Posted by: Orin Kerr | Jul 24, 2013 1:11:08 AM

Yes, that's why I issued Caveat 1. Of course, federal prosecutions are not necessarily related to the existence of federal crimes (in some "real-offense" way), and we might be seeing aggressive prosecution efforts or increases in the number of crimes or the number of people affected by new crimes or enforcement priorities, so it would also be interesting to see if declination rates over time have gone down with respect to particular areas.

Anyway, my simple point is that maybe we should consider base rates of crimes as a factor in which we decide what funding priorities we have. For reasons I adverted to, and those of others, the Fed Defenders may not be an apt place to cut, but it shouldn't be excluded in principle from examination. And the fact that people's "careers" are at stake, well, heck man, it's sad but that's life (said the cushy tenured professor at a state law school). Lots of people's careers are at stake whenever the gov't tries to cut spending. Why are talented lawyers spared that risk? If anything, they are more likely to find alternatives than folks at the bottom of the socio-economic ladder. Still, let me be clear: I don't want cuts to FPD (for reasons discussed above). I want higher taxes on billionaires :-)

Posted by: Dan Markel | Jul 24, 2013 8:47:44 AM

Dan, I think you are right that base rates of crime should be a factor in deciding our funding priorities. However, as you've noted public defenders have no control over their workloads; they handle what the prosecutors charge. Accordingly, the question ought to be whether the decrease in crime should have resulted in a reduction in funding for prosecutors' offices and investigative agencies. With the exception of homicides (and maybe a few other crimes), prosecution rates appear to have little relation to crime rates. I suspect that prosecution rates do correlate with funding for investigative agencies and prosecutors. Others have made this point better than I, but given the breadth of substantive criminal laws, prosecutors can always find more crimes to charge. The failure to contract law enforcement budgets in accord with decreases in real-offense rates will result in charges against people who previously would not have been subject to the criminal justice system. (Of course, if one believes in 100% enforcement of our criminal laws as written, this may be a good thing; I suspect that 100% enforcement of our criminal laws as written would be an unwelcome surprise to an awful lot of people).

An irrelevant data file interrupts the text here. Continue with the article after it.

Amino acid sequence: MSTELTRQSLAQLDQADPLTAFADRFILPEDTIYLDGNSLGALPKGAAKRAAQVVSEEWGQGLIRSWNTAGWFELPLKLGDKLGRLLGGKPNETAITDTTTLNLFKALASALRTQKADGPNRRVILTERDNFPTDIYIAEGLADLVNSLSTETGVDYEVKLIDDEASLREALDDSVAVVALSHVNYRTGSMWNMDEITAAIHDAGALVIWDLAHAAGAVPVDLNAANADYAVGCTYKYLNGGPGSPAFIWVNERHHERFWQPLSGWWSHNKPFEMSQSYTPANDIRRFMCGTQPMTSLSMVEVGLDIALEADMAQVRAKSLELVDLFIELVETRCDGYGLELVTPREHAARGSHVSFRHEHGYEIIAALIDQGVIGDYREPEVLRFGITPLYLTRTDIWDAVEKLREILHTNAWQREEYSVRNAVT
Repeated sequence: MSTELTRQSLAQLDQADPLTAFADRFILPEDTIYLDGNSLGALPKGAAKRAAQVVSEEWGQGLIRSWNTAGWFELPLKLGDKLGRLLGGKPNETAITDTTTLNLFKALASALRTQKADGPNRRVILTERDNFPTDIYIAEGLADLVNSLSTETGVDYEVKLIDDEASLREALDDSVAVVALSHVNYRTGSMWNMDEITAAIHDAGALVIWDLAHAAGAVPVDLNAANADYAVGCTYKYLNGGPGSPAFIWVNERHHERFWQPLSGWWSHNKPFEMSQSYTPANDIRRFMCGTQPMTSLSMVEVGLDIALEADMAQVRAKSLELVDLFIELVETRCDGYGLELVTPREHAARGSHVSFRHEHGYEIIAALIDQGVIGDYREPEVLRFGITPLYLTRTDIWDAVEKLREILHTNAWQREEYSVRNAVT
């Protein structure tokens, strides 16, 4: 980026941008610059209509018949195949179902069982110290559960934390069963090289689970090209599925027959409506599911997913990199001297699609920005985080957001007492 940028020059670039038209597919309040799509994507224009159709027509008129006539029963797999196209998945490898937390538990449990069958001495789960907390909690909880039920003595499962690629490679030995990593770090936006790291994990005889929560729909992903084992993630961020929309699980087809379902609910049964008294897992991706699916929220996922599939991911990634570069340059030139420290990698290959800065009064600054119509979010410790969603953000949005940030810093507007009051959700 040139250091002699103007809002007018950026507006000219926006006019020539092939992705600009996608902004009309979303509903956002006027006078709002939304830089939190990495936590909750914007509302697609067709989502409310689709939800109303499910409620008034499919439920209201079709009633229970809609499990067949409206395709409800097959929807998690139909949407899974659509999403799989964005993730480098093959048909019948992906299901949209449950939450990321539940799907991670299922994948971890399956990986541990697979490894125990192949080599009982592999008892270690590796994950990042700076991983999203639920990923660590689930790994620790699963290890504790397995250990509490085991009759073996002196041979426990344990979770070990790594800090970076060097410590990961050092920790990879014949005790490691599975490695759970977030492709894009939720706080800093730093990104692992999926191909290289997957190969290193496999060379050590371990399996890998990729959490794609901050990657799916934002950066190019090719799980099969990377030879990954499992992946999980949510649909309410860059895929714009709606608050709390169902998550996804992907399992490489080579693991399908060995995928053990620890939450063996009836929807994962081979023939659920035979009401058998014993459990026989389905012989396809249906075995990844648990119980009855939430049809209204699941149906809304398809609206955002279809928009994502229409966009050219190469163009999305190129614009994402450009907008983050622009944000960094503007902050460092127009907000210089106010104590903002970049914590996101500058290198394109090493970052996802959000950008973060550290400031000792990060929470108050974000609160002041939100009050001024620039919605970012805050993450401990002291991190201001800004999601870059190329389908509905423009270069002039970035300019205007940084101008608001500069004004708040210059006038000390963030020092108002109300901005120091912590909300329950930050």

Posted by: Greg Gilchrist | Jul 24, 2013 9:39:29 AM

Greg, thanks. Can we agree that if a drop in base rates is relevant then it has implications for funding both the USAO and the FD to the same tune, and holding constant that the USAO might have other tasks not strictly related to the bringing of cases that the FD would defend against? :-)
Thanks all.

Posted by: Dan Markel | Jul 24, 2013 9:42:40 AM

I appreciate the value of the base rate discussion -- it makes some degree of sense (as long as there is some sense of proportionality between funding for FDs and USAOs). But the sequester cuts have nothing to do with base rates and, as I think Dan and everyone else seems to agree, these across-the-board cuts are having devastating effects. On a slightly brighter note, Huffington Post reports Congressional testimony from former federal prosecutors and judges about the need to restore FD funding, see here: http://www.huffingtonpost.com/2013/07/23/federal-public-defender-sequestration-cuts_n_3640783.html

I hope that this is only the first wave of push back from leaders of the bar. As I mentioned in my first post, all participants in administering criminal justice -- especially prosecutors and judges -- need to speak out to ensure sufficient funding for quality defense.

Posted by: formerFD | Jul 24, 2013 10:05:53 AM

Thanks for sharing the story Frederik. For what it is worth (including self-promotion;)), I have a paper on what PDS and other legal services should do when such cuts come in terms of rationing legal services in the Journal of Legal Studies, available here http://ssrn.com/abstract=2180453.

Posted by: I. Glenn Cohen | Jul 24, 2013 10:14:21 AM

If they're in such a financial crisis perhaps the FPD could stop wasting federal resources ghost writing state habeas petitions for defendants convicted in state court, which is common practice for them in my state.

Posted by: Dan Roche | Jul 24, 2013 7:46:37 PM

It is not just the FPD offices that are being hurt; it is the whole federal judiciary system. Violent crime may have dropped, but the federal docket is driven by firearms, drug, and immigration offenses, with prosecutors frequently picking up state cases involving drugs or firearms for one reason or another (so people end up getting doubly prosecuted). Since almost every federal prosecution ends up as a federal conviction and sentence, the statistics compiled by the United States Sentencing Commission (ussc.gov) demonstrate the increases. In the District of New Mexico, one of the busiest federal districts in the US, 3022 defendants were sentenced in FY 2012. 2097 were sentenced for immigration offenses; 544 for drug trafficking; and 157 for firearms offenses. In 1996 (the first year for which the USSC has an annual report and sourcebook available and coincidentally the year I began with the FPD), 613 defendants were sentenced in the District of New Mexico. That included a mere 160 immigration crimes, 261 drug trafficking and 25 firearms defendants. Robbery convictions, on the other hand, have not increased as much, with 19 in FY 2012 and 16 in FY 1996. It seems that every "compromise" on issues such as immigration reform includes a renewed emphasis on law enforcement and additional pressure on the federal courts as a whole, but while resources are allocated for the enforcement functions, no additional resources are dedicated to the judicial functions. Sooner or later, the system will collapse if nothing is done.

Posted by: Shari Allison | Jul 25, 2013 4:06:39 PM